Where these denunciations of the efforts by the United States and allies in combating ISIS and incorporating arming and training the Syrian rebels in their attempts to change the Syrian governance which would likely remove Syria from Iranian influences have not mentioned removing the United States veto power or permanent status in the Security Council, they are being initialed by the same interests. Former attempts to remove the United States from their blocking position in the Security Council had been centered and championed by the USSR and these efforts had pretty much gone into remission after the fall of the Soviet Union. With the recent expansionist policies and efforts engineered by Russian leader Vladimir Putin and the resumption of some of the old axes of the Arab bloc nations joining with the replacement of the USSR, the Russian Federation, we may also soon witness a renewal of the efforts to change the makeup of the Security Council which would start by removing the veto powers of the permanent members and eventually the removal of any permanent membership thus removing much of what differentiates the Security Council from the other United Nation bodies. This was a warning shot over the bow of both the United States generally and President Obama in particular. The message was a simple one warning President Obama not to get too adventurous and to not strike out too independently and remember his place and the promises he has made and the predicament that President Putin had rescued him from vis-s-vis the Syrian chemical weapons Obama Red-Line fiasco, thus the mention of the cooperative efforts between Putin and Obama and their using the United Nations to address that situation before it got completely out of hand. The warning is that there is the possibility that President Obama may have misjudged the situation and this was the one opportunity he was being warned to take to return to the greater flexibility he had promised to be capable of taking after his reelection. This was also a blatant warning from President Putin to President Obama to back off and remember his place. The odds are that President Obama will heed this warning and retreat and seek to gain the cooperation of the Security Council and by such provide Iran and Syria with a say as to how the allied bombings against ISIS will be carried out and where and when such strikes will be allowed to be carried out. We might also see a retreat on training of the rebels though it is doubtful that Britain’s Prime Minister Cameron will back away from his efforts in training and arming rebel forces so easily. It is not likely that there will be any efforts immediately to seek the redefinition of the Security Council as President Putin also enjoys the ability to stymy any adventurous use of the powers of the Security Council, especially should such efforts be taken pertaining to the conflicts currently in the Ukraine and the potential for further Russian adventurism in Luxemburg or any of the other former Soviet satellite nations. This will be an interesting test of whether President Obama has grown any bolder as a result of being forced by the threat situation to act boldly and take military measures in the Middle East and especially in Iraq, even more so after he had announced that he had pulled all the American forces from Iraq and left behind a strong, vibrant and independent nation capable of taking care of its future without the need of American military presence. It will also be an indicator of what direction the Iran nuclear negotiations are likely to take, but more on that in the near future.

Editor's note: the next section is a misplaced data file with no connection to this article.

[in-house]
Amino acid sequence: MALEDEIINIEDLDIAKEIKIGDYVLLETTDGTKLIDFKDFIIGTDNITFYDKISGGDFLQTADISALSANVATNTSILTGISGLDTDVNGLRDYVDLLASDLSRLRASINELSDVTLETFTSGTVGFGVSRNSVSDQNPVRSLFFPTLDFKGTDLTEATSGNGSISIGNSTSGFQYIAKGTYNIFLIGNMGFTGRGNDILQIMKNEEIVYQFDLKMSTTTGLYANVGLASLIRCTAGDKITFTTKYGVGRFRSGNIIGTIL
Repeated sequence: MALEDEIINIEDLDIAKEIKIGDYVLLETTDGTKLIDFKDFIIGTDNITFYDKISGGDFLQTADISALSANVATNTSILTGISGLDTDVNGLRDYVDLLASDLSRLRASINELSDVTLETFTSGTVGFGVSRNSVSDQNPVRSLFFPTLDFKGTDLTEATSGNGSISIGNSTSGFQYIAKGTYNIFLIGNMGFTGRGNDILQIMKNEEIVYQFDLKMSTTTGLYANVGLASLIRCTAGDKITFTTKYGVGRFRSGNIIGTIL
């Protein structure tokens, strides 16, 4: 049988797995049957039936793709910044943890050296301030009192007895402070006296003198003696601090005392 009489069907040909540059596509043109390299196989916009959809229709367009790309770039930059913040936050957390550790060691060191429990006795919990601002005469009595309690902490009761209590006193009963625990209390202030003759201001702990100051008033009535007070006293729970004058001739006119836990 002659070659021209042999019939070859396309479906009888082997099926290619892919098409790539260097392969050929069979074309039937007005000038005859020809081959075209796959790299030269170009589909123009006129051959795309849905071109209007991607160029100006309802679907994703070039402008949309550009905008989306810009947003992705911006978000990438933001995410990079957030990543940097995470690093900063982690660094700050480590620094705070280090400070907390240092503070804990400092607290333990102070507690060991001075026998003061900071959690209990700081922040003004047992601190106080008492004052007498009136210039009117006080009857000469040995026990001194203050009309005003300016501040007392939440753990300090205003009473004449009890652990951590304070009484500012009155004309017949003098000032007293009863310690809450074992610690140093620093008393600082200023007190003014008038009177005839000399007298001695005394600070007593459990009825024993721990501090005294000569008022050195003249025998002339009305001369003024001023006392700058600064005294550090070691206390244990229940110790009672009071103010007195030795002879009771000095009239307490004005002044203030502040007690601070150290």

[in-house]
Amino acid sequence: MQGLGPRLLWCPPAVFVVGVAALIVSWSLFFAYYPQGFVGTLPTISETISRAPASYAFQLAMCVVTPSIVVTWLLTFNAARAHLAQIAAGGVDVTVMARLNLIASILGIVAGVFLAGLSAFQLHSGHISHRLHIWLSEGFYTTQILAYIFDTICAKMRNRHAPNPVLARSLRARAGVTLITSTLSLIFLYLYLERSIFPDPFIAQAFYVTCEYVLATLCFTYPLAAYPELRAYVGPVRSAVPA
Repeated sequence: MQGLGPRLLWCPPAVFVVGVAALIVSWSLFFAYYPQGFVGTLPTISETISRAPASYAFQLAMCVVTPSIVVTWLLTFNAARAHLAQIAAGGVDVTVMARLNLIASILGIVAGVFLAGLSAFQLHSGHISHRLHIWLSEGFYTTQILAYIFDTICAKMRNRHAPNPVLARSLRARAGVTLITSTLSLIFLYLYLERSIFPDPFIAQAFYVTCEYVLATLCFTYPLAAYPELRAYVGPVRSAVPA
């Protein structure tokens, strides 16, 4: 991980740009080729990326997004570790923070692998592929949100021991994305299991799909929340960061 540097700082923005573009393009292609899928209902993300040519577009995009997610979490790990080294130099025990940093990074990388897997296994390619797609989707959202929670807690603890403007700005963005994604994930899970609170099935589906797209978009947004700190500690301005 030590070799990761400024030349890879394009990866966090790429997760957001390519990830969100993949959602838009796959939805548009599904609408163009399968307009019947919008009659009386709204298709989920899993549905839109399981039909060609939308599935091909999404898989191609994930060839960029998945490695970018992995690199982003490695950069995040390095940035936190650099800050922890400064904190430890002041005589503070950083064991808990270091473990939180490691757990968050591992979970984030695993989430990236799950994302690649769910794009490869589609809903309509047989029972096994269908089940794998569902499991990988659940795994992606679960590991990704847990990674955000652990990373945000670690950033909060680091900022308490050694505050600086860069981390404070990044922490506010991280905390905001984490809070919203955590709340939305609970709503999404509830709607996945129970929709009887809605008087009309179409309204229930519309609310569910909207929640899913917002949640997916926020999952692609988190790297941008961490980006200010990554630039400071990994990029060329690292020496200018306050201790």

Beyond the Cusp